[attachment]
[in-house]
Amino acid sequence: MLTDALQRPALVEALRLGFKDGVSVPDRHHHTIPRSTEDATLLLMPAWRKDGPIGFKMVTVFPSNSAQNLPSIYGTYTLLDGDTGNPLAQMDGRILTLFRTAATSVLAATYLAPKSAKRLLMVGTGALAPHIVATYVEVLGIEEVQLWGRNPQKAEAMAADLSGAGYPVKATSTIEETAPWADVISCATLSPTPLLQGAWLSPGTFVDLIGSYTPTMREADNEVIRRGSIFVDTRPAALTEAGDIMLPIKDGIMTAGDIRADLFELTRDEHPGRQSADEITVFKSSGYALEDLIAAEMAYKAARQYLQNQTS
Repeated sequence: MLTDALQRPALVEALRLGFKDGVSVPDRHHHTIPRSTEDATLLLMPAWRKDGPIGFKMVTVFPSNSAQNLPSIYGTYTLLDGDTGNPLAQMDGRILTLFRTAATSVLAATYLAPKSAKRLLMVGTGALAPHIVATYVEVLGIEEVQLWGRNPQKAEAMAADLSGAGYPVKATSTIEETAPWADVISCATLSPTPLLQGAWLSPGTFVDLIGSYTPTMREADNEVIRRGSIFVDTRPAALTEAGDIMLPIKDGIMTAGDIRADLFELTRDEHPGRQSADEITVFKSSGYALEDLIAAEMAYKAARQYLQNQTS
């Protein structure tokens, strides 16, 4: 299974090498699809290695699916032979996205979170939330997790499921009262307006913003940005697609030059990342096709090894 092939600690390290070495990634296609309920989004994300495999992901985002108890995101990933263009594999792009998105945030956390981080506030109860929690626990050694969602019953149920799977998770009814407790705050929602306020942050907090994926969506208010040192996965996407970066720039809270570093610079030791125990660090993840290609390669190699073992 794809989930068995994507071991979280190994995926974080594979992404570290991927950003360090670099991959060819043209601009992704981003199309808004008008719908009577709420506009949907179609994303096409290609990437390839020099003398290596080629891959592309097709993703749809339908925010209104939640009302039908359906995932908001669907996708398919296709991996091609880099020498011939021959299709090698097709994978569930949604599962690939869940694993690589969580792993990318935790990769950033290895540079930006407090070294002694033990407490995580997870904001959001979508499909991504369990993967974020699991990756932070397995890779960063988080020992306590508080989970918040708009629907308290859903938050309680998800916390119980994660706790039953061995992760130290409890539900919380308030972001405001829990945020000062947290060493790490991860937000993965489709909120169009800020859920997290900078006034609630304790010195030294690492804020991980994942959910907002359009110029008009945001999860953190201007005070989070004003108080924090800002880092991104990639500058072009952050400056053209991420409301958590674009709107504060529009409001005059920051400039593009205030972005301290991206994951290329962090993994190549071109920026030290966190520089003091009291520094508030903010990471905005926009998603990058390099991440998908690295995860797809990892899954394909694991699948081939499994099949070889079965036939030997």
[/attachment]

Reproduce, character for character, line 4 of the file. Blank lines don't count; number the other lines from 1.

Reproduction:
């Protein structure tokens, strides 16, 4: 299974090498699809290695699916032979996205979170939330997790499921009262307006913003940005697609030059990342096709090894 092939600690390290070495990634296609309920989004994300495999992901985002108890995101990933263009594999792009998105945030956390981080506030109860929690626990050694969602019953149920799977998770009814407790705050929602306020942050907090994926969506208010040192996965996407970066720039809270570093610079030791125990660090993840290609390669190699073992 794809989930068995994507071991979280190994995926974080594979992404570290991927950003360090670099991959060819043209601009992704981003199309808004008008719908009577709420506009949907179609994303096409290609990437390839020099003398290596080629891959592309097709993703749809339908925010209104939640009302039908359906995932908001669907996708398919296709991996091609880099020498011939021959299709090698097709994978569930949604599962690939869940694993690589969580792993990318935790990769950033290895540079930006407090070294002694033990407490995580997870904001959001979508499909991504369990993967974020699991990756932070397995890779960063988080020992306590508080989970918040708009629907308290859903938050309680998800916390119980994660706790039953061995992760130290409890539900919380308030972001405001829990945020000062947290060493790490991860937000993965489709909120169009800020859920997290900078006034609630304790010195030294690492804020991980994942959910907002359009110029008009945001999860953190201007005070989070004003108080924090800002880092991104990639500058072009952050400056053209991420409301958590674009709107504060529009409001005059920051400039593009205030972005301290991206994951290329962090993994190549071109920026030290966190520089003091009291520094508030903010990471905005926009998603990058390099991440998908690295995860797809990892899954394909694991699948081939499994099949070889079965036939030997």